When it comes to preseason training — arguably one of the most crucial training windows in coaches calendars, one model stands out: Periodizing.
Periodizing is a way of block-scheduling time for different training activities in the preseason planning.
Numerous coaches and academics in the sporting world have debated the various benefits of different models. And yet, it’s hard to get away from a somewhat industrial approach. With different activities (inputs) coaches can produce the outcomes they want, outcomes they can measure.
In our data-driven sporting world, with software such as XPS Network, coaches can measure performance in a thousand different ways. Using this data, coaches can construct and modify training schedules and plans to increase and improve performance. With the goal in mind of creating and sustaining physically prepared players who can beat the competition when it counts.
Periodizing can play an important role in planning training routines. However, the question coaches need to ask themselves is the value of quality over quantity.
Athletic Performance: Quantity vs. Quality
One downside of the way athletic training is planned is the focus on quantity, rather than quality.
When athletic performance in training is broken down to a measure of outputs (quantity), the emphasis is put on sporting capacity. This often comes with the outward appearance of:
- How many reps are athletes performing?
- How many laps?
- How fast can an athlete run?
- How much energy is available and how can we increase this?
Pierre Austruy, a high-performance practitioner, with a specialism in Rugby, says that “Players are rewarded when capacity improves far more than they are when quality improves…putting capacity on a pedestal greatly underestimates the problem of quality.”
Being able to produce more, do more, is seen as the key to success. Unfortunately, this thinking undermines the fact the emphasis should be on quality, rather than quantity. Sure, players do need to generate sufficient quantities of training outputs (e.g., reps, laps, especially in the preseason), but not at the expense of the quality of their abilities.
Doing reps or running laps, or spending time on rowing machines, running machines and bikes is a wasted effort if it doesn’t produce performance improvements on the field.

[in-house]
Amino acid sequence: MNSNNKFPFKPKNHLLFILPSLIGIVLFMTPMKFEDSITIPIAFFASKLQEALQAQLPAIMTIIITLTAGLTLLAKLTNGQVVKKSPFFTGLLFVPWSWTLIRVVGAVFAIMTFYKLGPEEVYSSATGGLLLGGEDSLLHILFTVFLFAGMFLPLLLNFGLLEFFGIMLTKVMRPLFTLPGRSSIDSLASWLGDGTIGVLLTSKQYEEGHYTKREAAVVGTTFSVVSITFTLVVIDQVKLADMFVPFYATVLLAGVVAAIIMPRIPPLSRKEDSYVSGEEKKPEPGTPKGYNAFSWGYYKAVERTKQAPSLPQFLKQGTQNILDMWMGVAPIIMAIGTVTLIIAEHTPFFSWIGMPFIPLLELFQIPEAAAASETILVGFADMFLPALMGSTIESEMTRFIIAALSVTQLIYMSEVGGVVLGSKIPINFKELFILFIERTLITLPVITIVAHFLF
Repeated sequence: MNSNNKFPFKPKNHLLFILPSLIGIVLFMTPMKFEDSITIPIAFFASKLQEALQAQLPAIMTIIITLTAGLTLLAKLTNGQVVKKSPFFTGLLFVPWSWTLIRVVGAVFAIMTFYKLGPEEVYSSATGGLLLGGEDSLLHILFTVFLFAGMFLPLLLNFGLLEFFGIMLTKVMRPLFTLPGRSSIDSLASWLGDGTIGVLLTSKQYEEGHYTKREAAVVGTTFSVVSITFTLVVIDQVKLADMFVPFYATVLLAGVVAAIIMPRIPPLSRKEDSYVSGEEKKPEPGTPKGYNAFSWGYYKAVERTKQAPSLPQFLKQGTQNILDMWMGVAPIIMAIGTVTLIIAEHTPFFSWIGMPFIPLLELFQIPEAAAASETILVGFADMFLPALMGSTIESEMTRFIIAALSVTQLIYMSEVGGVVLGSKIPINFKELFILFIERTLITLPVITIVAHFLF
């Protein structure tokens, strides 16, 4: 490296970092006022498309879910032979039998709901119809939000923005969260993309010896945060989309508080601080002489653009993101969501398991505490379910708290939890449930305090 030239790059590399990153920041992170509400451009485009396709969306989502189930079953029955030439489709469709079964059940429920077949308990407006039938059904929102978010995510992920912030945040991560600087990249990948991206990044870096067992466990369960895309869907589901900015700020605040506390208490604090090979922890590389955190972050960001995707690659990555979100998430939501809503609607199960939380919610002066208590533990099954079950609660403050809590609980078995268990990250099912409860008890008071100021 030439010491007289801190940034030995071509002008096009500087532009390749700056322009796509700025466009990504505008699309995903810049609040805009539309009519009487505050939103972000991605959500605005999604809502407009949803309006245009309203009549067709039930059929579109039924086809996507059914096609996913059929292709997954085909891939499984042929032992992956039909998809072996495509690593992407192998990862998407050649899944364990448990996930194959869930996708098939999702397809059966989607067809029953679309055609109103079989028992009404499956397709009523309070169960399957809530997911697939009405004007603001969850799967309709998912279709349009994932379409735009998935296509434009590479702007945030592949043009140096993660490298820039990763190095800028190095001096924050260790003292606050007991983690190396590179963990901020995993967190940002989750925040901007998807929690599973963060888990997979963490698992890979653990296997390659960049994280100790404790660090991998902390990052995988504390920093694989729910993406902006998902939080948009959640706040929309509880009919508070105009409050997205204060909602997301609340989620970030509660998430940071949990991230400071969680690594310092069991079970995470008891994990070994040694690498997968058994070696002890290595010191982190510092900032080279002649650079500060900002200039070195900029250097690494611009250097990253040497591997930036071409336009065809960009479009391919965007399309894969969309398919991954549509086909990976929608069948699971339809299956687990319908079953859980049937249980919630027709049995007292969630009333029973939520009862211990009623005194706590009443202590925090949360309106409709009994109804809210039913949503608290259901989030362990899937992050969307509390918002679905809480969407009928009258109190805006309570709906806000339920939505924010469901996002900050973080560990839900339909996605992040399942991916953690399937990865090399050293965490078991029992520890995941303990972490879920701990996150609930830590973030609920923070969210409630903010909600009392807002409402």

How to Improve the QUALITY of Athletic Performance?
Within the context of preseason training, this always starts with the practice phase. Especially when players have had some time off, or have been taking part in international competitions. Coaches need to get everyone on the same page, before the real hard work begins.
Let’s take rugby or football as an example. Preseason training usually starts with improving the quality of a player’s acceleration. In a practical sense, this means focusing on the technical components and posture required to achieve maximum acceleration. Alongside this, players need the practice to decelerate and adjust speeds quickly, almost instantly.
Simply having them run faster is not enough to achieve the outcomes coaches want and need. Players need to fine-tune motor patterns to accelerate, decelerate, turn, and adjust speed as required. Without injuring themselves, of course. Hence the need for consistent and constant practice in this area.
However, preseason is about so much more than practicing every component and then putting them together in training sessions and friendly games. Preseason is about warming up for the season. It’s about combining the technical, strategic, psychological, and emotional needs of players, and the whole team. Getting ready to compete during the on-season.
Hence the value of periodization of training sessions. So that every area players need to work on can be given time in the training schedule. Whether that’s in training sessions, in the gym, with weights, or other components of the training and performance schedule.
With XPS Network, a coach can make sure every area players need to work on is being given enough time and resources. It makes planning, scheduling, coordinating with other training staff, and players, so much easier.
Check out how the strength & conditioning coach Jordan Godfrey from Leicester Riders basketball uses XPS Network to keep the team in shape!
The aim should be about improving the mastery each athlete has in areas where they’re weakest. Plus, making noticeable and measurable (data-driven) improvements in every area they already excel. Make sure you are building up confidence amongst players. Take time to check in with their mental state too. Don’t overlook an athlete’s emotional wellbeing. It’s just as important as physical performance.
When a coach can create enjoyable training sessions, focused on outcomes without those goals being overbearing, players will perform better. Positive environments produce the outcomes coaches want. Keep that in mind when planning preseason training and your team will succeed when it counts.